Shortage of maize continues to cause havoc in the Kenyan economy with the poor bearing the full brunt as high food prices further reduce their spending options.
The poor, who spend about three quarters of their income on food, were the worst hit by a reversal of inflation trend from a decline in January to a rise in February 2009.
The rise in the cost of goods and services could also see an increase in the number of women bearing children at home go up as medical services- consultation, bed, and delivery charges- notably went up.
Data released by the Kenya National Bureau of Statistics shows that inflation in February went up by three percentage points to return to the high levels of 2008.
“The overall inflation rate increased from 21.9 per cent in January 2009 to 25.1 per cent in February 2009,” KNBS says.
The spike was driven by a 6.4 percentage point increase in the food and non alcoholic drinks index, mainly “due to major rises in the prices of maize flour, maize grain, sukuma wiki and most of the seasonal food products in general.”
And this, KNBS says, has pushed the poor deeper into poverty as they will be forced to spend a larger portion of their income on food, leaving little for other basic needs.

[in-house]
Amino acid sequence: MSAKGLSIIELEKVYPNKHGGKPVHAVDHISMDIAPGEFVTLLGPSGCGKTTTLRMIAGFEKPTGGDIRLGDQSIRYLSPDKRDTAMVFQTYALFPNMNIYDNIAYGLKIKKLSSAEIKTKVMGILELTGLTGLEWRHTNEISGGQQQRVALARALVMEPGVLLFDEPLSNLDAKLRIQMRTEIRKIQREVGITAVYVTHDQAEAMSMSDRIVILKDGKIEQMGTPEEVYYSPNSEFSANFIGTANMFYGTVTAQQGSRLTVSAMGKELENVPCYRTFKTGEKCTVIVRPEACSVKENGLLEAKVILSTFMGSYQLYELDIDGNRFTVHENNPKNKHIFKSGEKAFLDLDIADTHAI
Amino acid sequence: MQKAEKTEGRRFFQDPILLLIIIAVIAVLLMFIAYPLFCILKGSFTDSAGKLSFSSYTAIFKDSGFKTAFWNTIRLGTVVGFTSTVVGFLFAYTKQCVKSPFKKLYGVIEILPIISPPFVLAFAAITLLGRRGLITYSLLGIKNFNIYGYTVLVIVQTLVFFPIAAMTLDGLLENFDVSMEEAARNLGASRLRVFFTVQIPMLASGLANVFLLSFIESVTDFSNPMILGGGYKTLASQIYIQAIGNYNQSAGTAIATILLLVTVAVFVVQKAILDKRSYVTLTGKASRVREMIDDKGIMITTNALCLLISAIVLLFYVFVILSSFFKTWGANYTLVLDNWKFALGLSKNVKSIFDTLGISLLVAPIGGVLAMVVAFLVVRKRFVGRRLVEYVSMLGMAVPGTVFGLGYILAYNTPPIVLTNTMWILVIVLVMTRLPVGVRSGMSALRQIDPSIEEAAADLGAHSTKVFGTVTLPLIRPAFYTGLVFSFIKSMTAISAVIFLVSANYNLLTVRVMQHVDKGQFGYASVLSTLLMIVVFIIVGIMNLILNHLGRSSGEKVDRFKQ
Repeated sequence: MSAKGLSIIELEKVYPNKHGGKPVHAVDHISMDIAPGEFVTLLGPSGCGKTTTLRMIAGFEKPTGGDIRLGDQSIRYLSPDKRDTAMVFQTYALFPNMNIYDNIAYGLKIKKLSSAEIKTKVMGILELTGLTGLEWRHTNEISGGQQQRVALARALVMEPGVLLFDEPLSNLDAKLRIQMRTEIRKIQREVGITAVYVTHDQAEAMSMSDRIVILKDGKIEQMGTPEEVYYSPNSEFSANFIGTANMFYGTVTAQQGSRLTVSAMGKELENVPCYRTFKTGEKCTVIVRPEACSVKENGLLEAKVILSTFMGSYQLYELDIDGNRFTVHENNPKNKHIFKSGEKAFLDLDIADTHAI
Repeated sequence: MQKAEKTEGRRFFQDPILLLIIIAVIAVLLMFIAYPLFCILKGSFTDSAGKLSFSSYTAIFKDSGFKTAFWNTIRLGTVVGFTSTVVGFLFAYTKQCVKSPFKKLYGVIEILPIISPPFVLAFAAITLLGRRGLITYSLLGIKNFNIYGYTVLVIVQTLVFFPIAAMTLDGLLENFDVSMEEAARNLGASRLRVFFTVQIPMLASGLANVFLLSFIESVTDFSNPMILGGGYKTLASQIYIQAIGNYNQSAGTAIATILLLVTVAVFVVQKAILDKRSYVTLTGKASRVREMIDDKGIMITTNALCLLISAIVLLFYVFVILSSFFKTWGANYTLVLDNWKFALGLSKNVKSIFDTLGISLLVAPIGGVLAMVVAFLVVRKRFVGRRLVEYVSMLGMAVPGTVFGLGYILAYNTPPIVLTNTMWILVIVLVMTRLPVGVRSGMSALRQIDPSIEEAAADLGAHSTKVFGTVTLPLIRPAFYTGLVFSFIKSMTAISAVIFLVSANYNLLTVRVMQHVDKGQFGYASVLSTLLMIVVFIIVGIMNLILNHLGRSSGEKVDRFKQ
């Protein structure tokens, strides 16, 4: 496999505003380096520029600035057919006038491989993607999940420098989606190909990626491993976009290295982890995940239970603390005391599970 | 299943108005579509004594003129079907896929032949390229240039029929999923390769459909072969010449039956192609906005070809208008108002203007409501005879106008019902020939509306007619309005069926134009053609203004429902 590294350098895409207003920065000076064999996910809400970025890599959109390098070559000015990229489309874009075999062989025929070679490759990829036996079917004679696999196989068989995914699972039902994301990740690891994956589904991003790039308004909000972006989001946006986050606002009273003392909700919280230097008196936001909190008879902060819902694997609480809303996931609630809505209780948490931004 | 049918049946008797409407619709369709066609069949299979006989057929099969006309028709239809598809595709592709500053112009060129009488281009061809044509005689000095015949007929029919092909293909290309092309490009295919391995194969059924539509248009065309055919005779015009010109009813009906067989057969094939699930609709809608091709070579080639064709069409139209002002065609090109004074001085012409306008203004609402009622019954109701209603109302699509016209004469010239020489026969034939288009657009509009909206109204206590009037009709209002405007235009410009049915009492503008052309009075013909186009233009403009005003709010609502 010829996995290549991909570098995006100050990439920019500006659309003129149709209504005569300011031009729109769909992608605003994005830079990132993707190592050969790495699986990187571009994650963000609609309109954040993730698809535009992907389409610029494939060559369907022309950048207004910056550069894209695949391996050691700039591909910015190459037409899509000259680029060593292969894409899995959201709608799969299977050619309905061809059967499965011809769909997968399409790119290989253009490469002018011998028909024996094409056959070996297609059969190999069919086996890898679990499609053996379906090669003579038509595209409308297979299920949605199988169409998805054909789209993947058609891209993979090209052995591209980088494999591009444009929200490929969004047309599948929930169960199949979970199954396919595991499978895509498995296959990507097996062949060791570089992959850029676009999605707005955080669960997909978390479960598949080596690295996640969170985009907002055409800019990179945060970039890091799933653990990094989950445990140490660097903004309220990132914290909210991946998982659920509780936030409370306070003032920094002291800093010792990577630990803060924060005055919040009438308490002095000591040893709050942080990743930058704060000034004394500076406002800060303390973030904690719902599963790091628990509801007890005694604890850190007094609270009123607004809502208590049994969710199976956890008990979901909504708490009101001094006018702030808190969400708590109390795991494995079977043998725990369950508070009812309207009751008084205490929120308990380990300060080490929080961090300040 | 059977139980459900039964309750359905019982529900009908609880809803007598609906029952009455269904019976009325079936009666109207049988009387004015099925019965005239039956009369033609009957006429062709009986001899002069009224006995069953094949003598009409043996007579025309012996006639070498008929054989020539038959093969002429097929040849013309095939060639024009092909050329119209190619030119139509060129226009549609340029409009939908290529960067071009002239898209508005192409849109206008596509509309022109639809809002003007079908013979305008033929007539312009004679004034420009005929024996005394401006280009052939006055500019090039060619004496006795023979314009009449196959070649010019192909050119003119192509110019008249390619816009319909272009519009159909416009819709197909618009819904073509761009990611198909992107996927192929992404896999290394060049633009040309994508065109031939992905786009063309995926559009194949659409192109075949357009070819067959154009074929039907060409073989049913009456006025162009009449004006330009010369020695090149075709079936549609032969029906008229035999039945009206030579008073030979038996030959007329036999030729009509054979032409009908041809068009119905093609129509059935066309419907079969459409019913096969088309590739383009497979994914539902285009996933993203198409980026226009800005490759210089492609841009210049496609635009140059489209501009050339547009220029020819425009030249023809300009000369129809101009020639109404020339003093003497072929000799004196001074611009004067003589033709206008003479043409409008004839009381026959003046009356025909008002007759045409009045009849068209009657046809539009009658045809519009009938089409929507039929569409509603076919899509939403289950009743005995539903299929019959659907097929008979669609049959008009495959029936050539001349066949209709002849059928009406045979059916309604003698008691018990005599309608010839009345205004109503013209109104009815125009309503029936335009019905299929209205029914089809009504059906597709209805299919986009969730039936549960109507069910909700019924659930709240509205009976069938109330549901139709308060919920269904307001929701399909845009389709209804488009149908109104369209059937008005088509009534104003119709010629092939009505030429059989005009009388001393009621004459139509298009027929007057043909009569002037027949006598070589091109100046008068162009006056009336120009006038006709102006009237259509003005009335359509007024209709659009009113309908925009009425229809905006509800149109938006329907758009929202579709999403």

“The Nairobi lower income group of the population was the hardest hit by this rise in prices,” KNBS points out.
The average price of a two kilogramme packet of sifted maize flour, the bureau says, increased by 18.48 per cent from Sh78.48 in January to Sh92.99 in February 2009.
It could also get worse for the poor who get sick as other items whose prices went up were medical goods and services whose cost is now up by 4.8 percentage points.
For those planning to increase their households, delivery at home could be the only option as consultation fees, bed, and delivery charges went up by 3.19, 2.67 and 1.74 percentage points respectively.
A tricky balance between feeding and engaging in the “luxury” of child bearing in hospital will definitely tilt towards food.